- For recorded sessions, avoid background noise; This cuts down on editing time;
- Don't show up underprepared;
- Make guests feel welcomed and comfortable;
- Don't make it an interrogation - have a conversation;
- Provide drinks e.g., a glass of water;
- Confirm that the guest is coming before the interview day.
- Before the interview, have a casual conversation;
- Thank the guest for their time;
- Listen first, don't assume you know what they are saying;
- Above all, cut down on interruptions; the world has its fair share of hosts who interrupt guests rudely.
PART 2: Preparing for podcast & radio interviews as the guest
Have you just receive an invitation to appear in a podcast or radio show?
Don't let the anxiety derail you.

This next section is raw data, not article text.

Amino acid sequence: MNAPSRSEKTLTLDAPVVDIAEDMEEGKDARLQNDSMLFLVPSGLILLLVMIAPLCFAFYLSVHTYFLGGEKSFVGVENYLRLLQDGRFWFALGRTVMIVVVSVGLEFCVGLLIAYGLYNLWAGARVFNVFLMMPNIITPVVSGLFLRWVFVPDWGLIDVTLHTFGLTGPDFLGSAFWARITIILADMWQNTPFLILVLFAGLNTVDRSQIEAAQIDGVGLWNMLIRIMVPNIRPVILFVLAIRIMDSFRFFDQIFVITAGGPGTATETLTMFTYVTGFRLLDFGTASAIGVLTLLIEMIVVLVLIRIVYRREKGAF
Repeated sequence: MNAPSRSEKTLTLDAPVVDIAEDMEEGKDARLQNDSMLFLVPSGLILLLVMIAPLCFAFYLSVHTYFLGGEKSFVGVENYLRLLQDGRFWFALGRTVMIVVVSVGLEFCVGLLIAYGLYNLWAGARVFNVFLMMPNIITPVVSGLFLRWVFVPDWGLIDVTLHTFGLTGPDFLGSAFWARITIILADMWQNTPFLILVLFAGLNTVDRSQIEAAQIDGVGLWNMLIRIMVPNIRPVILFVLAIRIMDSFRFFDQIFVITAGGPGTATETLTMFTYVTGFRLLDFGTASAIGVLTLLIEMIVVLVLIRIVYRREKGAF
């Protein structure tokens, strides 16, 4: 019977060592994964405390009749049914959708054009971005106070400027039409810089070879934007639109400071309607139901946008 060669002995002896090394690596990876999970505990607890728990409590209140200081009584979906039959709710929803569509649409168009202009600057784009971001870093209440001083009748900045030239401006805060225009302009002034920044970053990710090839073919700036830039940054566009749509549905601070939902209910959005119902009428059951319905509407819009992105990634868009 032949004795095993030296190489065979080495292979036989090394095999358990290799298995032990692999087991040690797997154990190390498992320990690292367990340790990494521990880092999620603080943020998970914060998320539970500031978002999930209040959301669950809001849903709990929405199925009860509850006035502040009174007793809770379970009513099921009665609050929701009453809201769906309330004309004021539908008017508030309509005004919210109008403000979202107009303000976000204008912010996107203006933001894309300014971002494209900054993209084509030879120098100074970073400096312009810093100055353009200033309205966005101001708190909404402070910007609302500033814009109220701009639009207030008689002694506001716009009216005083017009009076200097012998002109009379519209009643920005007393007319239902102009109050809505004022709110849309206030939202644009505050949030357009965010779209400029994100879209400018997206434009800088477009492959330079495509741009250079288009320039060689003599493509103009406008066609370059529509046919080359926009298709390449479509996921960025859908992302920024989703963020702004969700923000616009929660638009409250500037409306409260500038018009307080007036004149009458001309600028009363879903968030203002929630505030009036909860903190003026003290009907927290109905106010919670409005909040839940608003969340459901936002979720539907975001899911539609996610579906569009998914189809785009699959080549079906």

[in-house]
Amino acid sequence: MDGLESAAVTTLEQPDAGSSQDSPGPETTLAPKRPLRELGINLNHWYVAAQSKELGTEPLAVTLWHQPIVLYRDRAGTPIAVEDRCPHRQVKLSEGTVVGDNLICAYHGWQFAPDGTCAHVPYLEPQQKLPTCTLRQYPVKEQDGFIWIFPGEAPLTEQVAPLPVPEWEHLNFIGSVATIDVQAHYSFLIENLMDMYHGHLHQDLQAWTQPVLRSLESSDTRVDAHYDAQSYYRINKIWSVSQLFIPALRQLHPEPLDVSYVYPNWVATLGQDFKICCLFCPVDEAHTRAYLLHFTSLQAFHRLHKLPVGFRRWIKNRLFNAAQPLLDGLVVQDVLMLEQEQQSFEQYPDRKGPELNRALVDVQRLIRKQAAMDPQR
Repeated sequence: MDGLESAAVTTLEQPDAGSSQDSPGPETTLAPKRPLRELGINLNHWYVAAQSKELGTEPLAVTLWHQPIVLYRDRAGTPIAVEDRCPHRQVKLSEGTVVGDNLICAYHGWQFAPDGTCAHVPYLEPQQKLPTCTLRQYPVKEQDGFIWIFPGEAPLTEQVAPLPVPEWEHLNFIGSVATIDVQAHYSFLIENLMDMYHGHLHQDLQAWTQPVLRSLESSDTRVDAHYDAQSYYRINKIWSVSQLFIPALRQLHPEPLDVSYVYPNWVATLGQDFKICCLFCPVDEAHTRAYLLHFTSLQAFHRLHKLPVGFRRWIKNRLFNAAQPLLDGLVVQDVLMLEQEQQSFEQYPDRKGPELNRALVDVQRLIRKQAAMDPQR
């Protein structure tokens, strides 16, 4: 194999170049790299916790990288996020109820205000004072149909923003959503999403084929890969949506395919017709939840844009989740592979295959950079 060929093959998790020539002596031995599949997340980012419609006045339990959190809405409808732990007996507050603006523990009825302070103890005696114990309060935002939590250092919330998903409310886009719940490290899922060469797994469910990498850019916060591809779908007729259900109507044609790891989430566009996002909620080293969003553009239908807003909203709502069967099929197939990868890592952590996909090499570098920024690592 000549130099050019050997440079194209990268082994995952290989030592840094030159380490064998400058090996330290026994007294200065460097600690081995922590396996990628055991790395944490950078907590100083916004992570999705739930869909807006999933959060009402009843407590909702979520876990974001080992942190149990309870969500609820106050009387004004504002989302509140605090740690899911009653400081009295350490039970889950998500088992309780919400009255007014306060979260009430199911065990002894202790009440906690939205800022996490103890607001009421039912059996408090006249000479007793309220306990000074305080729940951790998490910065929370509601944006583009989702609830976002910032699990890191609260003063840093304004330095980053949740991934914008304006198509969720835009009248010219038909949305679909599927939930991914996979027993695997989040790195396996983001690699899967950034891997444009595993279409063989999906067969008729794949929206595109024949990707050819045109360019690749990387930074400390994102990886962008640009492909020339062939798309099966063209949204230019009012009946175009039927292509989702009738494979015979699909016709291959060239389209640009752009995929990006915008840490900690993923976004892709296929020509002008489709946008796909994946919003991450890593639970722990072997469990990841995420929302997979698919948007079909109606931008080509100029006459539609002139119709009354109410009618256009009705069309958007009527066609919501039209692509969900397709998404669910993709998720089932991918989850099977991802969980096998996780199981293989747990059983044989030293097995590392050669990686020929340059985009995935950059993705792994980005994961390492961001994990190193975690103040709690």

At least, you're not going on TV where everyone will see your every move.
Prepare to crush the interview with these tips:
1. Listen to the show beforehand
Which insights do you get by listening to prior episodes? Well, you'll learn:
- The guests that have been interviewed before;
- Type of questions asked by the host;
- How to differentiate yourself and leave a lasting impression;
- Radio show format or type;
- Target audience;
- Tone used by the host; casual or formal;
- If the host takes live calls from listeners.
2. Research more about the host
If the radio host is any good, they will conduct thorough research of your person. You can carry out your own research and gain an extra edge.
Learning about the host's background, interests or affiliations allows you to connect with them faster. For instance, you might find out that you attended the same college.
3. Prepare to answer: "Tell us more about yourself"